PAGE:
Exploring Scottish National Security

Exploring Scottish National Security

In late February, PaCCS Communications Officer Kate McNeil sat down with Dr Andrew Neal Senior Lecturer in Politics and International Relations and Co-Director of the Centre for Security Research (CeSeR) at the University of Edinburgh to discuss his work exploring Scottish national security in the lead-up to the 2014 Scottish independence referendum. His work resulted in the book Security in a Small Nation: Scotland, Democracy, Politics which is available online.

This interview has been edited and condensed for clarity and concision.

Kate McNeil: Thank you for taking the time to speak with me today! Would you mind getting started by telling me a little bit about your career thus far, and how you ended up working on Scottish security issues?

Dr Andrew Neal: I began my PhD a week after 9/11 happened, and that event really shaped the early stages of my career. My PhD work was a theoretical exploration of the war on terror and executive security powers, and I ended up publishing on that topic for about a decade. Over the course of that period, I became more interested in the human dimension of these security issues.

Over the last number of years, security has crept into many new areas of social and political life. In the security field we’ve been historically a bit isolated from our political science cousins, in the sense that traditionally security fell exclusively within the domain of international relations scholars, while political scientists focused on bread and butter domestic policy issues. That divided legacy still shapes the state of the two disciplines today, but as I watched securitized discourse pop up in new places, it became clear to me that the internal/external divide between domestic and international politics no longer applies neatly to the study of security. So, in the 2010s, I started looking into parliamentary politics, and then the prospect of Scottish independence appeared on the horizon. I was already doing work on the Westminster parliament and national security, so examining the implications of independence upon Scottish national security seemed like a natural extension of that work.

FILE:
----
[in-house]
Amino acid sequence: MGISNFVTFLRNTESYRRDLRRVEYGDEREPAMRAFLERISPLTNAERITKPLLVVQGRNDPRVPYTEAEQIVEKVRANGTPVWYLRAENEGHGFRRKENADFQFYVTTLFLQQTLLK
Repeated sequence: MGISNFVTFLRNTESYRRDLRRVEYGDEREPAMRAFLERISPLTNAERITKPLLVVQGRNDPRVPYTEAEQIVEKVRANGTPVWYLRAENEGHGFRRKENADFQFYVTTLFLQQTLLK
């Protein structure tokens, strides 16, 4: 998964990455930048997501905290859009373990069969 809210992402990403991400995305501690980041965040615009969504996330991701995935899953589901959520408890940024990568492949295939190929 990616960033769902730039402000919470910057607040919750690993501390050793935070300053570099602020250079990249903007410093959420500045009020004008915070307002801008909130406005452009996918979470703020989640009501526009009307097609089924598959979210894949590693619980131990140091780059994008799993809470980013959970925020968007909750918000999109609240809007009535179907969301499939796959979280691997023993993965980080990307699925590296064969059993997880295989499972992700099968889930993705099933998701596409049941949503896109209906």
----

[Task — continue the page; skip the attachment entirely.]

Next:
Going into that project, what were you trying to achieve?

Initially, my plan was to look at the politics of security in the four nations that comprise the United Kingdom, but I soon learned that the security situations in each are so different that it just didn’t hang together. Westminster is so much bigger institutionally than the centres of governance in the other three nations, Wales doesn’t do very much with national security, and Northern Ireland is such a specific case that it would be very difficult to generate generalizable research.

However, Scottish security was one of those issues that people were clearly interested in. The study of Scottish politics that many of my colleagues work onis mostly concerned with domestic issues and is dominated by political scientists. And because Scotland isn’t a sovereign state, its security wasn’t really on the radar of international relations scholars either. So, there was very little expertise on Scottish security, and I saw a gap in our understanding that I could potentially help fill.

How did you go about trying to fill that gap?

We received funding from the ESRC for a seminar series which brought together a team of academics and people from the policy world who participate in national security debates including current and former civil servants from both Scotland and Whitehall, people from Westminster, and former diplomats.

We held a number of seminars that focused on different dimensions of Scottish national security, including foreign policy and defence. We tried to organise events around different stages in the referendum process, so that we could have the most informed discussion possible.